Q: I purchased a road atlas for a trip, but my boys asked why we don't just use GPS. They have zero map skills, so I was hoping some atlas activities would teach them and keep them busy on a long trip. Do you have any suggestions?
A: Despite the wide availability of mapping services and apps, many long-distance travelers don't leave home without a road atlas. "An atlas helps you see the big picture, not just the next turn," says Bennett Moe, the director of innovation at maps.com.
Take that atlas along with you and put the boys in charge of it, says Moe.
"GPS devices are great for navigating from point to point, but an atlas gives you context to the areas you are traveling," he says. "It helps you eyeball distances. It alerts you to elevations, rivers and other topological features. Atlases often add cool information about states -- their mottos, state flowers and so on. Make that atlas your stealth teaching tool this summer."
Before you head out, cover map basics: Teach the boys how to read map symbols indicating various types of roads and highways. Show them how to read a compass rose to determine north, east, south and west, as well as intermediate points. Explain to your kids how to estimate distances. Learn how lakes, streams and rivers are denoted and how to read contour lines to determine elevation. Discover what symbols designate local, state and national parks. (For more information, National Geographic has engaging online map skills activities at education.nationalgeographic.com/education/map-skills-elementary-students.)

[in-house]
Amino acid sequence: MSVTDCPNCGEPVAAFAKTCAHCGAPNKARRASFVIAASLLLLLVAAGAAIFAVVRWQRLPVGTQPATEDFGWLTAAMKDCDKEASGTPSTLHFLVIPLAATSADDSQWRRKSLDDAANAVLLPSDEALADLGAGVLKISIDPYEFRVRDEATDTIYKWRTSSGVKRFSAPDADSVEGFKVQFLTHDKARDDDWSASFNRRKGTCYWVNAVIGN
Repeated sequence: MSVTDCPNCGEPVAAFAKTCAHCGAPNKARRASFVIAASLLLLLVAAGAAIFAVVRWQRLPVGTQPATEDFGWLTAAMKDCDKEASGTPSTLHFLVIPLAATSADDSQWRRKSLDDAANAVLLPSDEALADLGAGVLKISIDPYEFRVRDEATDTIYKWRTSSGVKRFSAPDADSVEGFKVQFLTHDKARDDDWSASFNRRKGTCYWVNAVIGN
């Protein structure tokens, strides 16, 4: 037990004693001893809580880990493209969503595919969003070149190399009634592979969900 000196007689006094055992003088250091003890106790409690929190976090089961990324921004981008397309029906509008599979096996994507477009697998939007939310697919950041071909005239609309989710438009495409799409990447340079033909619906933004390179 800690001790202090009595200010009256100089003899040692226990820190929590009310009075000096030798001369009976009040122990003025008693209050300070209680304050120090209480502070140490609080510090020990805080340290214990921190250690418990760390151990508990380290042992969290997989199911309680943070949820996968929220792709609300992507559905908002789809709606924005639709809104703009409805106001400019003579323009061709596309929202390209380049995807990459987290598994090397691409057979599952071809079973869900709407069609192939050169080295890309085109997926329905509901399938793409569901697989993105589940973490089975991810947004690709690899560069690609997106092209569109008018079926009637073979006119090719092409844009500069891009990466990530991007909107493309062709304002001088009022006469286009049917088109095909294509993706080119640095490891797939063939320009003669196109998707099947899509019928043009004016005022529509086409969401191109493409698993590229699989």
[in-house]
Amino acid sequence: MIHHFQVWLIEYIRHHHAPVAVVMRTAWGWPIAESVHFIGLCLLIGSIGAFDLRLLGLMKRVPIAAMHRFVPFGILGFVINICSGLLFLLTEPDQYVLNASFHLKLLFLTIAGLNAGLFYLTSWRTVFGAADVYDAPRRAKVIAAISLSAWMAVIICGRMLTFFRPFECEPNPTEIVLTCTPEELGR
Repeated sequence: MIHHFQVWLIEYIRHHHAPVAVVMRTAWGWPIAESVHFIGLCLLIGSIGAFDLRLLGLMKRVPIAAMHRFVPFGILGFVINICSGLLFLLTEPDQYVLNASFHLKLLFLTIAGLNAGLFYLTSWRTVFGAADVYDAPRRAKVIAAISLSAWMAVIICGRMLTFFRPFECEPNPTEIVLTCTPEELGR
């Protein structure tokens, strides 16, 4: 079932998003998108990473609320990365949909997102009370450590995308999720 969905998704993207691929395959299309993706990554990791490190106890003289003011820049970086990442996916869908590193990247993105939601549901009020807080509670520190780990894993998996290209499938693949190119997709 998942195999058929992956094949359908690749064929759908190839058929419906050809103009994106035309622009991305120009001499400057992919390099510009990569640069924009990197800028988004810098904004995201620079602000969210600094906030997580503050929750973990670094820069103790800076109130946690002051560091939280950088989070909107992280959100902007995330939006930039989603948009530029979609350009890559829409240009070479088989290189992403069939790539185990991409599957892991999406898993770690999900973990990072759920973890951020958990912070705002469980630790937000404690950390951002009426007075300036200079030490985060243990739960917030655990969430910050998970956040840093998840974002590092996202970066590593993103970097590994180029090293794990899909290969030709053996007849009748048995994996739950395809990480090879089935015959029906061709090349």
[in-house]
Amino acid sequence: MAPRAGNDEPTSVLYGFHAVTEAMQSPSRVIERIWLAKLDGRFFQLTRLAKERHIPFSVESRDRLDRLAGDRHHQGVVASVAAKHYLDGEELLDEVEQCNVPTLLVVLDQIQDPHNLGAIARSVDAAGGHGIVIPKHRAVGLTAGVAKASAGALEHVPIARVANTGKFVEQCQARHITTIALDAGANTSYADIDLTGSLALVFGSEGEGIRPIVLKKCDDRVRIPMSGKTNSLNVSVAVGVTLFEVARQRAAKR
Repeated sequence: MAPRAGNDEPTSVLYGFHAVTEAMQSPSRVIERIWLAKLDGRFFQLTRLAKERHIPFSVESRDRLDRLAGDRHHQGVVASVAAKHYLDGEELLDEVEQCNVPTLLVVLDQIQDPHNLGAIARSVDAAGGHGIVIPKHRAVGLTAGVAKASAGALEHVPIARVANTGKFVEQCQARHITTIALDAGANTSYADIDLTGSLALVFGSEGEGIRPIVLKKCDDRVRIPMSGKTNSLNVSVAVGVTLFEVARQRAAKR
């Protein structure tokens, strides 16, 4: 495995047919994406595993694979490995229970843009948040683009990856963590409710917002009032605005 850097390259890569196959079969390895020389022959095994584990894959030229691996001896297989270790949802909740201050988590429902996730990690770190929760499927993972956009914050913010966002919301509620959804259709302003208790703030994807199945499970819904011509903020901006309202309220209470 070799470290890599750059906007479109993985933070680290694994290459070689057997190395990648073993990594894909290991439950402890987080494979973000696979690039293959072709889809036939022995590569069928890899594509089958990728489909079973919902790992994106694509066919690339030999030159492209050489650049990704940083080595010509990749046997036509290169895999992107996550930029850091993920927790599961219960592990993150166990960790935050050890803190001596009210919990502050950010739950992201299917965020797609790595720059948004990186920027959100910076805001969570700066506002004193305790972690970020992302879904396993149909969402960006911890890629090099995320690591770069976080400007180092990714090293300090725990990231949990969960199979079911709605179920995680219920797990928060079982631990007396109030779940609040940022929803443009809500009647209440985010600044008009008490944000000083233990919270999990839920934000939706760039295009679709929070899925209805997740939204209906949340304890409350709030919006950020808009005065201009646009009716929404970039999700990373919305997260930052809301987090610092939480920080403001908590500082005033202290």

Next, create fun activities to align with your trip, suggests Moe.
"For example, if you plan to drive from Nashville, Tennessee, to La Crosse, Wisconsin, have the boys use the atlas to plan the shortest route," he says. "Then have them check their route using a digital mapping application. How close were their estimates in miles and hours? Have them determine the most scenic route, even though it may not be the fastest. Ask how many states the route will take them through, and so on."
Using sticky notes, have the boys mark points of interest they want to visit along the way. The more they familiarize themselves with the route prior to leaving, the more they'll anticipate segments of the trip.
"One great atlas activity is a variation of the license plate game," says Moe. "In addition to counting and graphing the state plates that you see, use the atlas to answer questions about each one. 'Where is that state in relation to where we live? Is that state larger or smaller than yours? What is the capital? How far do you think those in the car traveled to get here?'"
Use your atlas to plot geocaching, a treasure hunt GPS activity, suggests Moe.
"Geocaching combines lessons in navigation, longitude and latitude, geography, mapping, measurement, distance, satellites, strategy, teamwork and problem solving -- kids love it because it's high-tech," he explains. (Go to geocaching.com for more.)
A well-thumbed, annotated atlas is a great trip souvenir, says Moe.
"Map skills are important in many professions, from policing, meteorology, environmental engineering, to farming, city planning and marine biology," he says. "Your boys need this hands-on experience to develop strong geospatial skills they'll use throughout their lives."
(Do you have a question about your child's education? Email it to Leanna@aplusadvice.com. Leanna Landsmann is an education writer who began her career as a classroom teacher. She has served on education commissions, visited classrooms in 49 states to observe best practices, and founded Principal for a Day in New York City.)